One man in the crowd gave this account to Radio Free Afghanistan's correspondent: "I was just four or five meters away [from the suicide bomber] and I heard the sound of the explosion. But I couldn't see anything [because of the crowd of people between the bomber and myself]. Later on, I realized I had sustained some minor injuries."
Dostum escaped unhurt but 25 people were injured in the attack. Doctor Haroon Arif, at Shirberghan hospital told RFE/RL's correspondent that of those injured "five are in serious condition and they are in our emergency operation room. Our surgeons are working to save these people. Besides the suicide bomber himself, nobody else was killed [at the scene of the attack]."

** The Acting Director of Radio Free Afghanistan, Alexander Lukashuk, may be reached by email at <>.

RADIO FREE IRAQ BEGINS COUNTDOWN TO ELECTIONS Radio Free Iraq and other RFE/RL language services and departments have begun their countdown to January 30 parliamentary and municipal elections in Iraq, with more news, analyses, facts and interpretation of the election process and the issues at stake.
Highlights of RFE/RL election coverage are available on a special English-language web page launched January 18 ( The page includes a wealth of background information on the Iraqi parliamentary, Kurdish parliamentary, and provincial elections; RFE/RL election reports and features; as well as archived election material. The site provides an interactive map that provides details on the situation in each of Iraq's 18 governorates, and in a separate section English-language transcripts of special Radio Free Iraq (RFI) interviews, reports from RFI correspondents inside Iraq, in neighboring countries and in the U.S. and Europe; commentaries from the Iraqi press; a list of the "major contenders" on the ballot; a comprehensive list of the political parties competing in the election; and a summary of the platforms and programs of the major parties.
RFI aired an interview on January 18 with Iraqi election official Mohammed Al Assadi in London, about the registration of Iraqis living in diaspora. Al Assadi made use of the RFE/RL microphone to send an appeal to Iraqis to take part in the upcoming polls, saying he thinks his call will have a lot of impact because RFI enjoys a great reputation among Iraqis. Speaking in Arabic, Al Assadi said: "Through your respectable radio I call upon all Iraqis living in Britain and elsewhere to hurry up and register. Registration is important. It began yesterday [January 17] and will continue until January 23 from 8AM to 5PM. Let us not lose this chance for our people."
Radio Free Iraq's network of more than 20 correspondents outside Baghdad is interviewing Iraqi officials, party leaders and voters in major cities throughout Iraq, including Ba'quba, Arbil, and Basra. Iraqi Police Lieutenant Colonel Kareem al-Zaydi, head of the press and public relations department at Basra police headquarters, told RFE/RL in an interview aired January 20 about training programs for police officers protecting polling stations. He also mentioned the "cooperation between our command and other security forces such as the (Iraqi) National Guard, who are to be mainly responsible for this operation. There is also cooperation in this context with multinational forces."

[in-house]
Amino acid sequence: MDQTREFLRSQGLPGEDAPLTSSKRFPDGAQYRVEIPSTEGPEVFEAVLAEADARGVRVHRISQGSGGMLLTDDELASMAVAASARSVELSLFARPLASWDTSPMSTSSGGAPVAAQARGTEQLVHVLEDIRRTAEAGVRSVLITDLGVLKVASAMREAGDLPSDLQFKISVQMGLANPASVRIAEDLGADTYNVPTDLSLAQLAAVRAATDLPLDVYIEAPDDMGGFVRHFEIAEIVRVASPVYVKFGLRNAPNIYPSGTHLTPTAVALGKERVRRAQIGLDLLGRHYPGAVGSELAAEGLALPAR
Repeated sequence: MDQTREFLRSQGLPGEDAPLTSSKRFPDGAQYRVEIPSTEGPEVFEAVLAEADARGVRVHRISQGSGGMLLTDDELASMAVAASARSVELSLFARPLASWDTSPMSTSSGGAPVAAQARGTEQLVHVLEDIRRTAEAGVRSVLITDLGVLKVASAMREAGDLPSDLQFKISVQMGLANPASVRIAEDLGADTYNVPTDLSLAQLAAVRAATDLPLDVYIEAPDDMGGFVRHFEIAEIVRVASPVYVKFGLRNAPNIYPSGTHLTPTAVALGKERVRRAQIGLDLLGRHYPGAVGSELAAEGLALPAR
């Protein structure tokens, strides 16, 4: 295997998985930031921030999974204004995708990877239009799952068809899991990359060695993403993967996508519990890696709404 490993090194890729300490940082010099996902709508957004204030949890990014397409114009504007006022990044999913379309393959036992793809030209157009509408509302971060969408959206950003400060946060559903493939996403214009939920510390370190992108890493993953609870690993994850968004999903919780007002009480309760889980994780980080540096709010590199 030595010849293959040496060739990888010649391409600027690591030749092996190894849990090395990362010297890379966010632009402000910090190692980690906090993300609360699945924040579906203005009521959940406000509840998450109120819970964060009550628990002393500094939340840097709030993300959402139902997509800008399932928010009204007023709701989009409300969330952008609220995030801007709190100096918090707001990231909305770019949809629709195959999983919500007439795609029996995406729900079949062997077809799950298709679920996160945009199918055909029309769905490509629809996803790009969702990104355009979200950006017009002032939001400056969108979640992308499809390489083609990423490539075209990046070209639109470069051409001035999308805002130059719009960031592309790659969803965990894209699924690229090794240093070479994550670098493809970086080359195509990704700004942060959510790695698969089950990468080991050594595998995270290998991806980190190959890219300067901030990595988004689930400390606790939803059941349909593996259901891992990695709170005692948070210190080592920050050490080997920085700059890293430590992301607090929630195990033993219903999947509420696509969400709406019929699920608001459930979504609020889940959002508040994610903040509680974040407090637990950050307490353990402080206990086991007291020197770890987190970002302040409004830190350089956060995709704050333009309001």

In another exclusive interview with Radio Free Iraq, Kamal Ganbar, chief of the High Independent Electoral Commission in Arbil, said on January 20 that restrictions imposed in other areas of Iraq, such as the curfew, are not being enforced in the Kurdish Arbil governorate because security conditions are relatively good there. But he said precautionary measures will be taken a few days in advance of Election Day: "all necessary measures will be taken to protect voters and voting centers beginning January 26th until the end of the elections and the period afterward," Ganbar said.
In Baghdad, Ibrahim al-Ja'fari, vice-president of the Iraqi Republic party, said in an exclusive interview with RFI that the Iraqi people are now "moving with clear determination" to free elections and that "the will of people is stronger than the will of enemies" and will defeat attempts to sabotage the poll. Al-Ja'fari appealed in the interview to those Sunnis who said they will stay away from the voting, saying: "As for those who want to boycott the elections from well-meant positions, just because their analysis of the situation is different, I think that the door is still open for them. They can still revise their opinion and participate in the process. This would be just one step in a series of steps toward next elections."
On January 18, RFI profiled a woman journalist in Arbil who is running as a candidate of the Kurdistan Alliance List [Qa'imat al- Tahaluf al-Kurdistani], which unites several Kurdish, Turkmen, Chaldean, and Assyrian parties. Intisar Bakr Salih spoke about the political program she would try to implement if elected to the Iraqi national Assembly. She said "Kurdish journalism still needs some encouragement to develop," and that "political power can help raise journalism standards. Private newspapers can also make a contribution... I will be, God willing, able to help at least a little in the advancement." Salih stressed that if elected she will work to advance women in working careers: "Women will need in the coming time plenty of solidarity, special care, and esteem. This will offer them more opportunities and place them in charge of more [executive] posts. They will be actively present in more spheres of life in Kurdistan and Iraq. For this, I will above all demand that women be given opportunities, dignity, and equality."